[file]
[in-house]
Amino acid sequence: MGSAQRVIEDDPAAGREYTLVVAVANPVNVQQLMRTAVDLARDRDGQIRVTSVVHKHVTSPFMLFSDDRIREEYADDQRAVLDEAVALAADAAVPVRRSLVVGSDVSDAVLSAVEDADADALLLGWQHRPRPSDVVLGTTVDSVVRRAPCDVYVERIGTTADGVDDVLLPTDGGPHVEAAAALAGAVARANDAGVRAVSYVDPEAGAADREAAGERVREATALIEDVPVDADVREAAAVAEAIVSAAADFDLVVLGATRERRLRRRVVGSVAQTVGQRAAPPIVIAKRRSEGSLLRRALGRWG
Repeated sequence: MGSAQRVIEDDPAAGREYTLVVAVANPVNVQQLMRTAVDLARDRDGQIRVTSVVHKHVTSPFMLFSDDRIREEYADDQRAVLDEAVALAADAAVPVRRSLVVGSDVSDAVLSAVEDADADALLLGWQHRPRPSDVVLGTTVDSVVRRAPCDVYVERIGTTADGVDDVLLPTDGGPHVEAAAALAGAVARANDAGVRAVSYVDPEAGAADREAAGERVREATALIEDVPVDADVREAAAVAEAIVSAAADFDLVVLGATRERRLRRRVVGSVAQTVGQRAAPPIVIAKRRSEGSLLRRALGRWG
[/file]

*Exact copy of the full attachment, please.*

[in-house]
Amino acid sequence: MGSAQRVIEDDPAAGREYTLVVAVANPVNVQQLMRTAVDLARDRDGQIRVTSVVHKHVTSPFMLFSDDRIREEYADDQRAVLDEAVALAADAAVPVRRSLVVGSDVSDAVLSAVEDADADALLLGWQHRPRPSDVVLGTTVDSVVRRAPCDVYVERIGTTADGVDDVLLPTDGGPHVEAAAALAGAVARANDAGVRAVSYVDPEAGAADREAAGERVREATALIEDVPVDADVREAAAVAEAIVSAAADFDLVVLGATRERRLRRRVVGSVAQTVGQRAAPPIVIAKRRSEGSLLRRALGRWG
Repeated sequence: MGSAQRVIEDDPAAGREYTLVVAVANPVNVQQLMRTAVDLARDRDGQIRVTSVVHKHVTSPFMLFSDDRIREEYADDQRAVLDEAVALAADAAVPVRRSLVVGSDVSDAVLSAVEDADADALLLGWQHRPRPSDVVLGTTVDSVVRRAPCDVYVERIGTTADGVDDVLLPTDGGPHVEAAAALAGAVARANDAGVRAVSYVDPEAGAADREAAGERVREATALIEDVPVDADVREAAAVAEAIVSAAADFDLVVLGATRERRLRRRVVGSVAQTVGQRAAPPIVIAKRRSEGSLLRRALGRWG